Controlling rabies

| Updated on June 27, 2019 Published on June 27, 2019

Gaps in vaccine supply must be plugged

Rabies causes an estimated 21,000 deaths in India each year, despite being completely vaccine preventable. However, gaps in the supply chain create obstacles to accessing anti-rabies vaccine (ARV). As reported in various media, in the past few months several States have reported shortages of ARV, due to a combination of factors including growing demand, imperfect demand signal, and supply disruptions.

ARV is sold in the retail market as well as procured by State governments, some Central government agencies and public sector units (PSUs). In the past five years, the overall demand for anti-rabies vaccine has shot up. In 2015-16, the estimated use of ARV in all States and PSUs combined was 10-11 million doses. In 2018-19, the supply of ARV was estimated at 10-11 million doses in the government segment alone, while the demand grew to 18-20 million doses.

The estimated demand for ARV in the retail market alone is eight million doses, implying that the nation-wide demand for ARV is about 26-28 million doses. Some reports have even pegged the demand at as high as 44 million doses, possibly capturing the demand not reported in formal channels.

There are only limited manufacturers of anti-rabies vaccine in India, which include Human Biologicals Institute (a division of Indian Immunologicals Ltd), Zydus Cadila, Serum Institute of India and Bharat Biotech. The combined manufacturing capacity of ARV in the country is around 50 million doses, which is more than the required quantities.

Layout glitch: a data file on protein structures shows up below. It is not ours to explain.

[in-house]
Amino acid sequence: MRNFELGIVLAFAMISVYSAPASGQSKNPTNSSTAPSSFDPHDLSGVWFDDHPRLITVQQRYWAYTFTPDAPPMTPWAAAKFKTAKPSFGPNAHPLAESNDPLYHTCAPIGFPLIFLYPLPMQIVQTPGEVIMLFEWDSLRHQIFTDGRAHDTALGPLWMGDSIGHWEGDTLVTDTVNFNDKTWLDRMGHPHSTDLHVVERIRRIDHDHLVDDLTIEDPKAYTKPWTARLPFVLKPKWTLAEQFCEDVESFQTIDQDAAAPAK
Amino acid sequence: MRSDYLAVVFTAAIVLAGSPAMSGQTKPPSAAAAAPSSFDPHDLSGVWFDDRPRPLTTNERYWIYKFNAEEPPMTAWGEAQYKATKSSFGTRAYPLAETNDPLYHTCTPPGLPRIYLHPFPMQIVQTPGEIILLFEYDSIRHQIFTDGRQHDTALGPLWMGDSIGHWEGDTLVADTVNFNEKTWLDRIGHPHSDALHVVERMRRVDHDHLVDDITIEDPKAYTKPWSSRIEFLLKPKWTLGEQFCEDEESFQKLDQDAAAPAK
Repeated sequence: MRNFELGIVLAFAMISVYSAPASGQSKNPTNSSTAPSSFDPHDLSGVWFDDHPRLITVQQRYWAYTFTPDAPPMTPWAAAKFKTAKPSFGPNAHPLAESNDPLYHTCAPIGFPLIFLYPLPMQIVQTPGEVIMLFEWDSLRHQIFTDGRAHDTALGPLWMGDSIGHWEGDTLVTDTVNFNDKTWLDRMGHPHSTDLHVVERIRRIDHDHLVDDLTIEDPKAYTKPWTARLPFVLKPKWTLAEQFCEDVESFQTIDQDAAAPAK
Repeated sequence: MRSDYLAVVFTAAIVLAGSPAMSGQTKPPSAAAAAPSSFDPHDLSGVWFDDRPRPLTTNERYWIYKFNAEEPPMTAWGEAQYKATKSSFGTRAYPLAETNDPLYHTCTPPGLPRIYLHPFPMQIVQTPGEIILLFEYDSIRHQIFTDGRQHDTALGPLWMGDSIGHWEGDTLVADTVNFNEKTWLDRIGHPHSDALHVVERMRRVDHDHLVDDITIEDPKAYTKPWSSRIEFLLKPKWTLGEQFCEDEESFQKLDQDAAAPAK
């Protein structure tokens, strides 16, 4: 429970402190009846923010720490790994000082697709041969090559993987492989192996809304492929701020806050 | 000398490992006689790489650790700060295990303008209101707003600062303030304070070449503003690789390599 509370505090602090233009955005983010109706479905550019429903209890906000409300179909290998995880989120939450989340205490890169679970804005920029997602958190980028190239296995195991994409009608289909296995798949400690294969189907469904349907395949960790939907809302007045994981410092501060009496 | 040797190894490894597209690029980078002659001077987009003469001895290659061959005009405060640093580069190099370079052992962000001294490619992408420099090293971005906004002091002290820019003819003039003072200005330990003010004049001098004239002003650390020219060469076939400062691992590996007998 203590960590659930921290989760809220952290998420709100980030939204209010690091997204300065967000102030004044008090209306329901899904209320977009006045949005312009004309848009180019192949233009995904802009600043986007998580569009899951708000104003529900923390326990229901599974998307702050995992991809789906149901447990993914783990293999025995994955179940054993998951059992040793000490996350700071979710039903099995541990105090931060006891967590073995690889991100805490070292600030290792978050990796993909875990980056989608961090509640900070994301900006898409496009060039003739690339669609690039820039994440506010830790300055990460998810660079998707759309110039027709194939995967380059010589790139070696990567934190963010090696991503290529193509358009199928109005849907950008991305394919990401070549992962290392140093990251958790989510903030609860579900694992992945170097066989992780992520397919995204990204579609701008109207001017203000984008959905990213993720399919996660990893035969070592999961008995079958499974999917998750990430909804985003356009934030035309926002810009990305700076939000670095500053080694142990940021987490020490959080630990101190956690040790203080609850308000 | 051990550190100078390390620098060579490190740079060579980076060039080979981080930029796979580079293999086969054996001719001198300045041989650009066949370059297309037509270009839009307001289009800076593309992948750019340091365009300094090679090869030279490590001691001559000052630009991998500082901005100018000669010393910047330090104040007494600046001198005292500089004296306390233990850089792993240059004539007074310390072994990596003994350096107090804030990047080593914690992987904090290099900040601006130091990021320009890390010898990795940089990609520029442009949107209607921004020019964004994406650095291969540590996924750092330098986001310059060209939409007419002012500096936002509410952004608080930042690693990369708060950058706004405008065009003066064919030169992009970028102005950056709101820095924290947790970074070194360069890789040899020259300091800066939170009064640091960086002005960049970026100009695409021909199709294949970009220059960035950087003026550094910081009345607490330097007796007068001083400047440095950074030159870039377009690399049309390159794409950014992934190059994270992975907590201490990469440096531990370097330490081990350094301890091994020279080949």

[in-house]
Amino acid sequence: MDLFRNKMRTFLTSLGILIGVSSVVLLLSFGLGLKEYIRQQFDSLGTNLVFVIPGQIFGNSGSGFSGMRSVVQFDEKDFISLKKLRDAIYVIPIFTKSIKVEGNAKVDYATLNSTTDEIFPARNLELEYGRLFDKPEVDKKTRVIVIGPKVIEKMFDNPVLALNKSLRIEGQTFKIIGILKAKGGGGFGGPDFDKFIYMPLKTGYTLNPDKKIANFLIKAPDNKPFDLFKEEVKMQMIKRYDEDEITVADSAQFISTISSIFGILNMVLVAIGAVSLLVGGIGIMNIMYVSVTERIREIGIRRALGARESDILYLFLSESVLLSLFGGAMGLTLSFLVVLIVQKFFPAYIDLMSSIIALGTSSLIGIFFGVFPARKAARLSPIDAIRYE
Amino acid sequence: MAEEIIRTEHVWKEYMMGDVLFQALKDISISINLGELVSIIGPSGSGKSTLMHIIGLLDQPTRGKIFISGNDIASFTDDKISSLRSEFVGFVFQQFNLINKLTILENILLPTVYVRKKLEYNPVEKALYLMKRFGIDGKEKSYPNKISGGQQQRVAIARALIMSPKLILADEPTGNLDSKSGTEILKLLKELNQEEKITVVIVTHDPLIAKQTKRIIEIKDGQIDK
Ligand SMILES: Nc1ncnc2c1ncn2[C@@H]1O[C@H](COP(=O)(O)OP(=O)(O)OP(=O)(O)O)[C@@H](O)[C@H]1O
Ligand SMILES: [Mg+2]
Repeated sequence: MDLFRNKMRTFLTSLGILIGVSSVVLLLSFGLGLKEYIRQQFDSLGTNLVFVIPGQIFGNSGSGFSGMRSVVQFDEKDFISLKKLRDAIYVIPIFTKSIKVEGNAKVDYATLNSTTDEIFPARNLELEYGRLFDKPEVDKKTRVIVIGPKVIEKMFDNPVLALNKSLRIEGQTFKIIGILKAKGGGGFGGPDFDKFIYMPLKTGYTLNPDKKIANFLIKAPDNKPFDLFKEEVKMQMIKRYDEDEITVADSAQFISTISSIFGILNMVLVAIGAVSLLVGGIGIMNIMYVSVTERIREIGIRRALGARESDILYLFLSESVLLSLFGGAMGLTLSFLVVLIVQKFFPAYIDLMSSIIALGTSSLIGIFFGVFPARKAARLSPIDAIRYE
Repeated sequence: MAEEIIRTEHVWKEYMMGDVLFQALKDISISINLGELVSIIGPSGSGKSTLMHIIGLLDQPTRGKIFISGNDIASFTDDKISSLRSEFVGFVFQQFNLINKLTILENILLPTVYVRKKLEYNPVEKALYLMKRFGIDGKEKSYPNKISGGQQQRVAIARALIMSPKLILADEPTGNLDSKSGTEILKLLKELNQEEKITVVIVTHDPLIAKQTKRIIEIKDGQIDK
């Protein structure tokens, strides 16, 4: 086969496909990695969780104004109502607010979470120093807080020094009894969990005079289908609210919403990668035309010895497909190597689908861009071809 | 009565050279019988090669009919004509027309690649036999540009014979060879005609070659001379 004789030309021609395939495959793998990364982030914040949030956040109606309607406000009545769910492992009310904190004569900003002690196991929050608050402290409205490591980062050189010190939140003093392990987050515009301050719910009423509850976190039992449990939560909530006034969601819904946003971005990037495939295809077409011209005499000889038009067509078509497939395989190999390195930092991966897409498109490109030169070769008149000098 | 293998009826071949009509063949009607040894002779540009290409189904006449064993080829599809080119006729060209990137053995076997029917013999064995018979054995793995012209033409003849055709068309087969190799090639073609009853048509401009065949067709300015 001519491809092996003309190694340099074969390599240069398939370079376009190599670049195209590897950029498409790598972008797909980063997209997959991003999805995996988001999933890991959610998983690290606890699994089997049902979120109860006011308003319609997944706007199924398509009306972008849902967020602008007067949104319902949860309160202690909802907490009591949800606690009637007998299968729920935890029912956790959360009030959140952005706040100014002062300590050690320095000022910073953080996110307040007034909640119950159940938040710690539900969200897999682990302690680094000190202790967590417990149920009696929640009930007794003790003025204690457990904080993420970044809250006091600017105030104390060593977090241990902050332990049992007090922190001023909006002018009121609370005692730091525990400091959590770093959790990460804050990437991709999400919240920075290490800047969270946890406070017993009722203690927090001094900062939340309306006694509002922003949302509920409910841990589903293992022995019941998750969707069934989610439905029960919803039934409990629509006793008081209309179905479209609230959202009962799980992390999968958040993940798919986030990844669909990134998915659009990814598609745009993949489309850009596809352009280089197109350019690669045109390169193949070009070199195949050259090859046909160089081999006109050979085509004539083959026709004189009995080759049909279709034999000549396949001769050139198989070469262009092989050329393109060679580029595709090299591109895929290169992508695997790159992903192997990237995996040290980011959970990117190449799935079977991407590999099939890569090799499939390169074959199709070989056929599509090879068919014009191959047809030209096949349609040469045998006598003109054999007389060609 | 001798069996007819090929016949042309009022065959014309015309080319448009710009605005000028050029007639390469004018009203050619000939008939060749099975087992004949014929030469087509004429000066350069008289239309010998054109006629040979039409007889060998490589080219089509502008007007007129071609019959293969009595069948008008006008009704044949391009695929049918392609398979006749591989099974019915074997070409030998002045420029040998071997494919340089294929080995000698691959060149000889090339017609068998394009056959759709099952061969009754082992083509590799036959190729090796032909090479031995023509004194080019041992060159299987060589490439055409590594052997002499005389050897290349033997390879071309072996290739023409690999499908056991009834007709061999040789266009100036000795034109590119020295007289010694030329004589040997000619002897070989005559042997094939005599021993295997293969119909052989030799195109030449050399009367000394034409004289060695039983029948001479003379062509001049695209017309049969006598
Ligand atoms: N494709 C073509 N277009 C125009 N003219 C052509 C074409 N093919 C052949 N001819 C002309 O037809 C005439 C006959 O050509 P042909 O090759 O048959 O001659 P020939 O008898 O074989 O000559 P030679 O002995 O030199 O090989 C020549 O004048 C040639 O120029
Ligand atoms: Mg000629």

Demand forecast

However, to avoid recurrence of shortages and supply imbalances of this life-saving vaccine, governments, policymakers, regulatory agencies and vaccine manufacturers all have to play a part. Firstly, an accurate and steady demand signal is important. State-wise assessment of the actual requirement of the rabies vaccine can give a clearer picture to manufacturers on planning their capacities. The current mechanism of ‘rate-contracts’ with the State governments certainly needs improvement. These contracts fix the purchase price of the vaccine but do not specify the required quantities or the time period of the contracts. This makes it difficult for manufacturers to plan the capacities properly. The contracts also have ‘ever-greening’ clauses which extend the contracts, adding further uncertainty.

It may be helpful to have a nodal centre to track the stock situation in government hospitals across all the States in real time and to generate a centralised order once the stock status dips below the optimum level. Hospitals should be empowered for local (intermittent) procurement or wherever the tender process is getting delayed. Further, intradermal route of administration can significantly reduce the demand-supply gap.

The government and manufacturers need to identify the epicentres of animal bites and ensure adequate stocks are maintained in these areas. Sterilisation of dogs should be prioritised, to bring down the disease burden. The cost of a rabies vaccine for canines is less than one-tenth the cost of a human rabies vaccine. Thus, it will be prudent to adopt this strategy throughout the country. Real-time stock data can also be used to direct patients to the nearest hospitals where ARV is available.

With continued upgradation of medical infrastructure, focussed efforts by State governments, and increased public awareness, the disease burden of rabies can be reduced significantly.

The writer is Deputy Managing Director, Indian Immunologicals Ltd

Published on June 27, 2019
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